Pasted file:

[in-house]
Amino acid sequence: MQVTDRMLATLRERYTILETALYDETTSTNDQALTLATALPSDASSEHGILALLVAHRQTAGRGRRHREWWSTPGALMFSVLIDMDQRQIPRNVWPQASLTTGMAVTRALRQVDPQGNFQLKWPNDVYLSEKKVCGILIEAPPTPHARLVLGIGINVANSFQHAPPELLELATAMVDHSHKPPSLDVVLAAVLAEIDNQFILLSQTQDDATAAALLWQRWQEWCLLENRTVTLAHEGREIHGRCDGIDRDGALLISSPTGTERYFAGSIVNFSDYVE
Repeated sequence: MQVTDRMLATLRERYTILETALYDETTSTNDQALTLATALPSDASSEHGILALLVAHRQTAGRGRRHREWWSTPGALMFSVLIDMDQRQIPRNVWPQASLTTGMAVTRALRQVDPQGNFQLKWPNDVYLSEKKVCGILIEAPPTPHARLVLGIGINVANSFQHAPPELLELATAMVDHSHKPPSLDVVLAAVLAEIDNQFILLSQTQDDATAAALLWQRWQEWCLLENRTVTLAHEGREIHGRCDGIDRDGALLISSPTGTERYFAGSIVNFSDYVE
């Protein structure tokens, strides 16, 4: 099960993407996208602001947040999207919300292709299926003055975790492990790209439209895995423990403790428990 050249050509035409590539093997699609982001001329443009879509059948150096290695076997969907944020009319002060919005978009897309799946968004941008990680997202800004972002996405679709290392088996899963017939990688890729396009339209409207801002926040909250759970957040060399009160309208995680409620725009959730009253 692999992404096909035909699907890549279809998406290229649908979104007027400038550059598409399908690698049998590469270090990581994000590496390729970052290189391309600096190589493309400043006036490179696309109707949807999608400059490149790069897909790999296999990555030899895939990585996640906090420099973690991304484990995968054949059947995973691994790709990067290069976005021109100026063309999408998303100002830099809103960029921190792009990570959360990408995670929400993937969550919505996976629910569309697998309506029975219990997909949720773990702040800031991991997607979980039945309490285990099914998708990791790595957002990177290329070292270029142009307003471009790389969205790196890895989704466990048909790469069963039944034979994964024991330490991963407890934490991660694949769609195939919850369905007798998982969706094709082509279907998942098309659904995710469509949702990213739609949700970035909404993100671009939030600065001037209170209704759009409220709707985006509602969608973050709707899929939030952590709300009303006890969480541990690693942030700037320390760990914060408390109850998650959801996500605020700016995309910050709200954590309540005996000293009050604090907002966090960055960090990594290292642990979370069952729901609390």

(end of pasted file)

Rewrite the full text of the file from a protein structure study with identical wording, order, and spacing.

[in-house]
Amino acid sequence: MQVTDRMLATLRERYTILETALYDETTSTNDQALTLATALPSDASSEHGILALLVAHRQTAGRGRRHREWWSTPGALMFSVLIDMDQRQIPRNVWPQASLTTGMAVTRALRQVDPQGNFQLKWPNDVYLSEKKVCGILIEAPPTPHARLVLGIGINVANSFQHAPPELLELATAMVDHSHKPPSLDVVLAAVLAEIDNQFILLSQTQDDATAAALLWQRWQEWCLLENRTVTLAHEGREIHGRCDGIDRDGALLISSPTGTERYFAGSIVNFSDYVE
Repeated sequence: MQVTDRMLATLRERYTILETALYDETTSTNDQALTLATALPSDASSEHGILALLVAHRQTAGRGRRHREWWSTPGALMFSVLIDMDQRQIPRNVWPQASLTTGMAVTRALRQVDPQGNFQLKWPNDVYLSEKKVCGILIEAPPTPHARLVLGIGINVANSFQHAPPELLELATAMVDHSHKPPSLDVVLAAVLAEIDNQFILLSQTQDDATAAALLWQRWQEWCLLENRTVTLAHEGREIHGRCDGIDRDGALLISSPTGTERYFAGSIVNFSDYVE
């Protein structure tokens, strides 16, 4: 099960993407996208602001947040999207919300292709299926003055975790492990790209439209895995423990403790428990 050249050509035409590539093997699609982001001329443009879509059948150096290695076997969907944020009319002060919005978009897309799946968004941008990680997202800004972002996405679709290392088996899963017939990688890729396009339209409207801002926040909250759970957040060399009160309208995680409620725009959730009253 692999992404096909035909699907890549279809998406290229649908979104007027400038550059598409399908690698049998590469270090990581994000590496390729970052290189391309600096190589493309400043006036490179696309109707949807999608400059490149790069897909790999296999990555030899895939990585996640906090420099973690991304484990995968054949059947995973691994790709990067290069976005021109100026063309999408998303100002830099809103960029921190792009990570959360990408995670929400993937969550919505996976629910569309697998309506029975219990997909949720773990702040800031991991997607979980039945309490285990099914998708990791790595957002990177290329070292270029142009307003471009790389969205790196890895989704466990048909790469069963039944034979994964024991330490991963407890934490991660694949769609195939919850369905007798998982969706094709082509279907998942098309659904995710469509949702990213739609949700970035909404993100671009939030600065001037209170209704759009409220709707985006509602969608973050709707899929939030952590709300009303006890969480541990690693942030700037320390760990914060408390109850998650959801996500605020700016995309910050709200954590309540005996000293009050604090907002966090960055960090990594290292642990979370069952729901609390």